- Develop and make explicit a set of values that we as a community identify as “Jewish” (this task belongs to the Jewish Values Institute, as well as each one of us– the freedom to chose Jewish values is what gives Jewish values worth)
- Teach and live the values by developing a common “Jewish vocabulary” of words, thoughts, and historical background that act as a catalyst for action in our community, thereby developing our community’s common ground and sharpening our skills in defining that ground
- Provide a values-based context for the strengthening of organizations, such as Jewish Community Centers (JCCs), Federations, synagogues, Jewish clubs, camps, study groups, and day schools. By sharing common values and goals, we achieve not only the result of common efforts, but we also build a community in the process
- Reduce organizational barriers to achieving the above mentioned objectives by ensuring that the four factors that ensure good community are in place:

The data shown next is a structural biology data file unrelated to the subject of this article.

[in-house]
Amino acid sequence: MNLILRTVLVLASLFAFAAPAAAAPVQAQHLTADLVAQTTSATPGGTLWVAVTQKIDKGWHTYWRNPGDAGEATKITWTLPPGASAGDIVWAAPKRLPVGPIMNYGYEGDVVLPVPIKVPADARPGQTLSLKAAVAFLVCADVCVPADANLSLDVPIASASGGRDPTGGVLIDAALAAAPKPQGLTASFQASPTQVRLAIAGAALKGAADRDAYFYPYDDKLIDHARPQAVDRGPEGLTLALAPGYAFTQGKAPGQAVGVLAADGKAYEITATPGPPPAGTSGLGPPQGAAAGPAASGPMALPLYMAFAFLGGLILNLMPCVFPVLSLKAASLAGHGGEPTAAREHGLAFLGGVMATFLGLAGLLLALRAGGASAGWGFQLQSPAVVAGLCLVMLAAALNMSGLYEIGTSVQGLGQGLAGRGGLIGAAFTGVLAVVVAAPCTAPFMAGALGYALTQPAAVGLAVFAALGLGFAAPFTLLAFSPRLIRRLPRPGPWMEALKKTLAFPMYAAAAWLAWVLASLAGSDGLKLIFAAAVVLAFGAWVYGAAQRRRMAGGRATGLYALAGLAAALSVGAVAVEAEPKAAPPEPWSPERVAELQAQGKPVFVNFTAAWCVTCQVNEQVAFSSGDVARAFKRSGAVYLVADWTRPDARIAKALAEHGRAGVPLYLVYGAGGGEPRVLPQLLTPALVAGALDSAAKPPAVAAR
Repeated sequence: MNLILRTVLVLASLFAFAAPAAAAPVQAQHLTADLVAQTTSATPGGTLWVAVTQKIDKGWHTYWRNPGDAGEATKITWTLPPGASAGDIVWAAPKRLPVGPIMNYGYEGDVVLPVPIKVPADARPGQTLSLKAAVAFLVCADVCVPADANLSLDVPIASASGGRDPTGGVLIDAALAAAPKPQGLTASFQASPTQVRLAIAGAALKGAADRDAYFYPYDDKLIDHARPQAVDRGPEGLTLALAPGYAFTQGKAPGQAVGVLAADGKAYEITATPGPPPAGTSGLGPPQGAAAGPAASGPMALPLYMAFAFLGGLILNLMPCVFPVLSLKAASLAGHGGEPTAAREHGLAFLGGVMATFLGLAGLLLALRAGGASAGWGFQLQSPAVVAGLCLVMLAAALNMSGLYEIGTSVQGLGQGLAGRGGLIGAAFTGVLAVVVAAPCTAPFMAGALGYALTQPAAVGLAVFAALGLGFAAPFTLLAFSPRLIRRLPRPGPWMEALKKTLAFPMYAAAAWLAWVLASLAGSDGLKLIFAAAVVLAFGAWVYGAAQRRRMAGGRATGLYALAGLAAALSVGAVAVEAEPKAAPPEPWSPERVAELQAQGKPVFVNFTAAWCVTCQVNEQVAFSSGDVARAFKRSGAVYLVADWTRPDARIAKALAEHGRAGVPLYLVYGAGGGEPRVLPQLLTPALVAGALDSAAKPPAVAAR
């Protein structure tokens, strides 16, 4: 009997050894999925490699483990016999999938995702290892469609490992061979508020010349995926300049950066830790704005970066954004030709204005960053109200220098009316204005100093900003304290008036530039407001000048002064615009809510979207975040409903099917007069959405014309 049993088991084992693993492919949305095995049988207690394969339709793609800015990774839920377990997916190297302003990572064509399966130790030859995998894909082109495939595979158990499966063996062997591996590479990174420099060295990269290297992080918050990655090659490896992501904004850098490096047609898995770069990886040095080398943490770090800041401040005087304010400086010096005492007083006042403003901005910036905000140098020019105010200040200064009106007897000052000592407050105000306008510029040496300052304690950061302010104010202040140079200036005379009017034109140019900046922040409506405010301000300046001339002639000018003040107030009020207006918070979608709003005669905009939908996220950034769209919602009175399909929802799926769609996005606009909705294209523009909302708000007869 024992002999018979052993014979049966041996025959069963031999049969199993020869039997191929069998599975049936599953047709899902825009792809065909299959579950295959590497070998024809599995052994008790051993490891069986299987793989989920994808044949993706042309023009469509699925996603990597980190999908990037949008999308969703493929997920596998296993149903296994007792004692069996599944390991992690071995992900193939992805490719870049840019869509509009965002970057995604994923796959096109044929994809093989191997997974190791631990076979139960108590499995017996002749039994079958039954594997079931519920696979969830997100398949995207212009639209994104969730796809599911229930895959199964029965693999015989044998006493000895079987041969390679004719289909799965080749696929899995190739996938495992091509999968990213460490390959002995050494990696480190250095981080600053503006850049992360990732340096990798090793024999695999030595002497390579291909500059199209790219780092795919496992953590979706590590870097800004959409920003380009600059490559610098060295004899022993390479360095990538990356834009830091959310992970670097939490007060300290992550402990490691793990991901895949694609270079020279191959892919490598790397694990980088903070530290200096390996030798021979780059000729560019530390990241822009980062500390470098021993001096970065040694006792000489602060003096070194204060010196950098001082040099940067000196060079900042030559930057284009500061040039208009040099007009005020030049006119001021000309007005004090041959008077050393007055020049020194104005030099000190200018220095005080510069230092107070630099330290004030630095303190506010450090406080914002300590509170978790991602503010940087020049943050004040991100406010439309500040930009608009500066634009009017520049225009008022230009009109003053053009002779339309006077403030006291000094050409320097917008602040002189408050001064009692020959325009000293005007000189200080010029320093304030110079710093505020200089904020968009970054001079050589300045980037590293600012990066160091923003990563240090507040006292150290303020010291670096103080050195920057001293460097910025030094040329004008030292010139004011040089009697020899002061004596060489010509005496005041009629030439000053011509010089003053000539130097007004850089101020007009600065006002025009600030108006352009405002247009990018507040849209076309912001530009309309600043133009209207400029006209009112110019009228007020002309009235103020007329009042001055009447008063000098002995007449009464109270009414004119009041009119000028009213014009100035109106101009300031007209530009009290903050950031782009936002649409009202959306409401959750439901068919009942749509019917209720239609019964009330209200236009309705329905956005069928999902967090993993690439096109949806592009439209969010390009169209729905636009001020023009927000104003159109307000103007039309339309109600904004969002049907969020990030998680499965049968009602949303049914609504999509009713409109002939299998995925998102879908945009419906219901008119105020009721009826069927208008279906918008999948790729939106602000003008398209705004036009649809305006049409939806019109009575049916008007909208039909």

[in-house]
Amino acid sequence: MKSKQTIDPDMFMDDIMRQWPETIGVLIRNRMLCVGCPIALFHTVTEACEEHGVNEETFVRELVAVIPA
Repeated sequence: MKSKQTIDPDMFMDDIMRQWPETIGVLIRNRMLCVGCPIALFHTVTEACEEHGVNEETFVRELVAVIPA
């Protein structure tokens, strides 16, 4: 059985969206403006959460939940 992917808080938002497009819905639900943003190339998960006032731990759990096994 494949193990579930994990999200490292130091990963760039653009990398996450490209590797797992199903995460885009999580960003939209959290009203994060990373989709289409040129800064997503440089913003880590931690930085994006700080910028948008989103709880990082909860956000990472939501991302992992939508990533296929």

- Accessibility: participation in community life cannot be limited by how much money you have or whether you are a leader, a community professional, an academic, or take another role in the Jewish community. All that ought to be required is a passion to give yourself and advance the values you share with other members of your community. Your worth as a community member is measured by your commitment to the community’s values
- Influence: institutions are designed to influence, as well as to be influenced
- Efficiency: the effort to influence would achieve results in proportion to the effort expended
- Values: the values of the community are substantive, not merely formalistic, and are sufficiently shared by the community to form a basis for community identity and sustainability